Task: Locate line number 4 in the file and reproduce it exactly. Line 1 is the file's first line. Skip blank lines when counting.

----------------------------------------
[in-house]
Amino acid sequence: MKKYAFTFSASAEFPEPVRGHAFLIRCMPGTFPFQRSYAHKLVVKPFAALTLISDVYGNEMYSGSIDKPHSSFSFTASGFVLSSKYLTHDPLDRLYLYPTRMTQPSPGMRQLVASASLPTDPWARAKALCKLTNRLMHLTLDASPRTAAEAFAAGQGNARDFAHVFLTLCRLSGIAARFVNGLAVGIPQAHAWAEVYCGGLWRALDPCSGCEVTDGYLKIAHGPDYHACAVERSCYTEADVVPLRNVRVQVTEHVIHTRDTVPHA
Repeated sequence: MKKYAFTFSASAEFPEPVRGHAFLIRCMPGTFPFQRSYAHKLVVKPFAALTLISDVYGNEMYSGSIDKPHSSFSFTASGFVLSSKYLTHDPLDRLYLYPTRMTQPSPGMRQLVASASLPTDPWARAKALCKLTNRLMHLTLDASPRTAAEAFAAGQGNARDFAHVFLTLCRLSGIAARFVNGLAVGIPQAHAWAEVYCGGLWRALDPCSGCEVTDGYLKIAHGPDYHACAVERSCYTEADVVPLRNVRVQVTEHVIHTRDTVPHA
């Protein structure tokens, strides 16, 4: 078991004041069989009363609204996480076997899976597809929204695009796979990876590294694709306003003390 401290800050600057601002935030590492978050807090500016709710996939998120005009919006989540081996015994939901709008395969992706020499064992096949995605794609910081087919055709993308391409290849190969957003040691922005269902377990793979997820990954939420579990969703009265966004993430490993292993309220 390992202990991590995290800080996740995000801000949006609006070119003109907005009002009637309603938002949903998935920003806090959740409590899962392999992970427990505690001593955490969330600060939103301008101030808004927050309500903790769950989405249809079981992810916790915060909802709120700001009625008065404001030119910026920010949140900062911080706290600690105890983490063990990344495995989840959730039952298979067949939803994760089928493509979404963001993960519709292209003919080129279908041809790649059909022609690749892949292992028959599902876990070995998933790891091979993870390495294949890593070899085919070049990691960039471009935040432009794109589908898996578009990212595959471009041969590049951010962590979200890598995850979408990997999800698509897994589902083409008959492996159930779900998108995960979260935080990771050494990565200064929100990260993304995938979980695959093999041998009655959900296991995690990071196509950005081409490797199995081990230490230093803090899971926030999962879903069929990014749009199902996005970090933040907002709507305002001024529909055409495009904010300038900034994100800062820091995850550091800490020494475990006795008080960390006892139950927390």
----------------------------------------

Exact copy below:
């Protein structure tokens, strides 16, 4: 078991004041069989009363609204996480076997899976597809929204695009796979990876590294694709306003003390 401290800050600057601002935030590492978050807090500016709710996939998120005009919006989540081996015994939901709008395969992706020499064992096949995605794609910081087919055709993308391409290849190969957003040691922005269902377990793979997820990954939420579990969703009265966004993430490993292993309220 390992202990991590995290800080996740995000801000949006609006070119003109907005009002009637309603938002949903998935920003806090959740409590899962392999992970427990505690001593955490969330600060939103301008101030808004927050309500903790769950989405249809079981992810916790915060909802709120700001009625008065404001030119910026920010949140900062911080706290600690105890983490063990990344495995989840959730039952298979067949939803994760089928493509979404963001993960519709292209003919080129279908041809790649059909022609690749892949292992028959599902876990070995998933790891091979993870390495294949890593070899085919070049990691960039471009935040432009794109589908898996578009990212595959471009041969590049951010962590979200890598995850979408990997999800698509897994589902083409008959492996159930779900998108995960979260935080990771050494990565200064929100990260993304995938979980695959093999041998009655959900296991995690990071196509950005081409490797199995081990230490230093803090899971926030999962879903069929990014749009199902996005970090933040907002709507305002001024529909055409495009904010300038900034994100800062820091995850550091800490020494475990006795008080960390006892139950927390």